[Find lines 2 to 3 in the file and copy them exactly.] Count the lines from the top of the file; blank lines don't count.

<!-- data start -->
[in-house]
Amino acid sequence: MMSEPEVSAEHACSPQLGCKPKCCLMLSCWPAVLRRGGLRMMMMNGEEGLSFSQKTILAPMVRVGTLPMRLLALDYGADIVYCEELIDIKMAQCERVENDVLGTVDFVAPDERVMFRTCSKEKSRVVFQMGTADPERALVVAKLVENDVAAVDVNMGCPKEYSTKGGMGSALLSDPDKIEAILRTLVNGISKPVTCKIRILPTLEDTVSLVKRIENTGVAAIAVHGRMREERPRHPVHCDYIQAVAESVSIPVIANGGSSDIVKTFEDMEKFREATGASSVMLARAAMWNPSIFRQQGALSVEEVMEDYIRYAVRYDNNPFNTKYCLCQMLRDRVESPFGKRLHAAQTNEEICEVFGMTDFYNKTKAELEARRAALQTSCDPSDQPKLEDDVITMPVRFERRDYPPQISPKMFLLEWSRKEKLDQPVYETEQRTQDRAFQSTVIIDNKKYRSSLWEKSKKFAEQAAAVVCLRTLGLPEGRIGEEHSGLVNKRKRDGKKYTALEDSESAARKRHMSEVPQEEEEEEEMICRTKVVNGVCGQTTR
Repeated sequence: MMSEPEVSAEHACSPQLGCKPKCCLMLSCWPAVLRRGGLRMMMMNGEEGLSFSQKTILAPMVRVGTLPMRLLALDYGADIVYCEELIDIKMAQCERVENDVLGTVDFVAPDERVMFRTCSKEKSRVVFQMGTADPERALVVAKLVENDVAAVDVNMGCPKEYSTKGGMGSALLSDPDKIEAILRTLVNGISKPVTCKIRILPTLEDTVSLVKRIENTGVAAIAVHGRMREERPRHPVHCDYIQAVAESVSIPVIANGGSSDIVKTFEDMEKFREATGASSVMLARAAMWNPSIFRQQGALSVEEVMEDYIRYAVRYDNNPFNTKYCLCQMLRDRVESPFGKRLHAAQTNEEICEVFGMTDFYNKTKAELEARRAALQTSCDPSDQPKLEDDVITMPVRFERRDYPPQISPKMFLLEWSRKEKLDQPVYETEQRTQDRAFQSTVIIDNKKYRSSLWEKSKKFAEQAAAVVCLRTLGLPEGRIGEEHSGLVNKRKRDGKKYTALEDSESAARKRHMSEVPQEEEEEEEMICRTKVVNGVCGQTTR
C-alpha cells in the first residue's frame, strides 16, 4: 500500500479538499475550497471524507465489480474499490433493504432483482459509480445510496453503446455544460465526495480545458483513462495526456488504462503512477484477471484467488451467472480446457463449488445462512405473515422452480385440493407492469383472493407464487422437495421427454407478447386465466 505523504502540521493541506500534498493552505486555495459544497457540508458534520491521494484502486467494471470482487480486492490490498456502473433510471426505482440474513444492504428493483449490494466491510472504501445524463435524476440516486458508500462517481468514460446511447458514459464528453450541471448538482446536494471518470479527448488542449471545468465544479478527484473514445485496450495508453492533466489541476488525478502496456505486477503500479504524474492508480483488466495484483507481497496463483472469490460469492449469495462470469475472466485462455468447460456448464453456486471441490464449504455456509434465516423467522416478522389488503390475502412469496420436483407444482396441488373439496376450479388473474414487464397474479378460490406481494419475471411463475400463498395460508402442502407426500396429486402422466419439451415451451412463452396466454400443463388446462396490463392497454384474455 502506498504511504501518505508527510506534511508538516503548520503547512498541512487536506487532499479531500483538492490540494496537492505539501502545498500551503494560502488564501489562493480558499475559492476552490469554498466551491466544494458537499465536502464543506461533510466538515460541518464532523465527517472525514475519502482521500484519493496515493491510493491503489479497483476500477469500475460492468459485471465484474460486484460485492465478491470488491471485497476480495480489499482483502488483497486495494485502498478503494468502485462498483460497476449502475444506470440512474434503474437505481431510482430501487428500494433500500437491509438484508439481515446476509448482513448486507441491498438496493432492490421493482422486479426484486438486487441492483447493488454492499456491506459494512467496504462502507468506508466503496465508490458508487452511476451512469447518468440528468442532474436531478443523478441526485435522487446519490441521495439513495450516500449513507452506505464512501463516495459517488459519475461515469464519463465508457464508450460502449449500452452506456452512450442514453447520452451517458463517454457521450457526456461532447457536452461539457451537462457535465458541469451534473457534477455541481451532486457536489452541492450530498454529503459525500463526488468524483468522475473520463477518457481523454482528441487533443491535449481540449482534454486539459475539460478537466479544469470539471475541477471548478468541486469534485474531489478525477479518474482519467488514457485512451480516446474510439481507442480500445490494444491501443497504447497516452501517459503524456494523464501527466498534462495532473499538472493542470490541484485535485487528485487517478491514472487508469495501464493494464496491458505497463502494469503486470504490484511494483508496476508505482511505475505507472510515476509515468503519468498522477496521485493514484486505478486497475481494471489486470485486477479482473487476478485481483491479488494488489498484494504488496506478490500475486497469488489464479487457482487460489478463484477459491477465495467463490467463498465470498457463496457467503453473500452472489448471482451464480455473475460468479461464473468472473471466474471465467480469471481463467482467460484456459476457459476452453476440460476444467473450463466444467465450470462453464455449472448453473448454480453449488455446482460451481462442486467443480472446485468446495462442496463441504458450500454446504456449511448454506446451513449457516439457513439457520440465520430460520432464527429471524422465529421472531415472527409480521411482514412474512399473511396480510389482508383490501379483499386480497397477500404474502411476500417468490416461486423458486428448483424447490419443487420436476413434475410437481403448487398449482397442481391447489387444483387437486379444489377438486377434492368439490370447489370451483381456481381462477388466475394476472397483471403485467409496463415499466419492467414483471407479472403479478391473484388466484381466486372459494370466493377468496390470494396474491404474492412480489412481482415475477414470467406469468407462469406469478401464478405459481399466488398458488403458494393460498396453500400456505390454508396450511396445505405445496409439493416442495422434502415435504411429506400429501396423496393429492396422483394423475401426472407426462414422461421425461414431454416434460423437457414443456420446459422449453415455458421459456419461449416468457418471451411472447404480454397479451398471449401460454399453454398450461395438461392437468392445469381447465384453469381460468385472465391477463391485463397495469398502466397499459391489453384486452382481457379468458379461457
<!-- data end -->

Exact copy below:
Amino acid sequence: MMSEPEVSAEHACSPQLGCKPKCCLMLSCWPAVLRRGGLRMMMMNGEEGLSFSQKTILAPMVRVGTLPMRLLALDYGADIVYCEELIDIKMAQCERVENDVLGTVDFVAPDERVMFRTCSKEKSRVVFQMGTADPERALVVAKLVENDVAAVDVNMGCPKEYSTKGGMGSALLSDPDKIEAILRTLVNGISKPVTCKIRILPTLEDTVSLVKRIENTGVAAIAVHGRMREERPRHPVHCDYIQAVAESVSIPVIANGGSSDIVKTFEDMEKFREATGASSVMLARAAMWNPSIFRQQGALSVEEVMEDYIRYAVRYDNNPFNTKYCLCQMLRDRVESPFGKRLHAAQTNEEICEVFGMTDFYNKTKAELEARRAALQTSCDPSDQPKLEDDVITMPVRFERRDYPPQISPKMFLLEWSRKEKLDQPVYETEQRTQDRAFQSTVIIDNKKYRSSLWEKSKKFAEQAAAVVCLRTLGLPEGRIGEEHSGLVNKRKRDGKKYTALEDSESAARKRHMSEVPQEEEEEEEMICRTKVVNGVCGQTTR
Repeated sequence: MMSEPEVSAEHACSPQLGCKPKCCLMLSCWPAVLRRGGLRMMMMNGEEGLSFSQKTILAPMVRVGTLPMRLLALDYGADIVYCEELIDIKMAQCERVENDVLGTVDFVAPDERVMFRTCSKEKSRVVFQMGTADPERALVVAKLVENDVAAVDVNMGCPKEYSTKGGMGSALLSDPDKIEAILRTLVNGISKPVTCKIRILPTLEDTVSLVKRIENTGVAAIAVHGRMREERPRHPVHCDYIQAVAESVSIPVIANGGSSDIVKTFEDMEKFREATGASSVMLARAAMWNPSIFRQQGALSVEEVMEDYIRYAVRYDNNPFNTKYCLCQMLRDRVESPFGKRLHAAQTNEEICEVFGMTDFYNKTKAELEARRAALQTSCDPSDQPKLEDDVITMPVRFERRDYPPQISPKMFLLEWSRKEKLDQPVYETEQRTQDRAFQSTVIIDNKKYRSSLWEKSKKFAEQAAAVVCLRTLGLPEGRIGEEHSGLVNKRKRDGKKYTALEDSESAARKRHMSEVPQEEEEEEEMICRTKVVNGVCGQTTR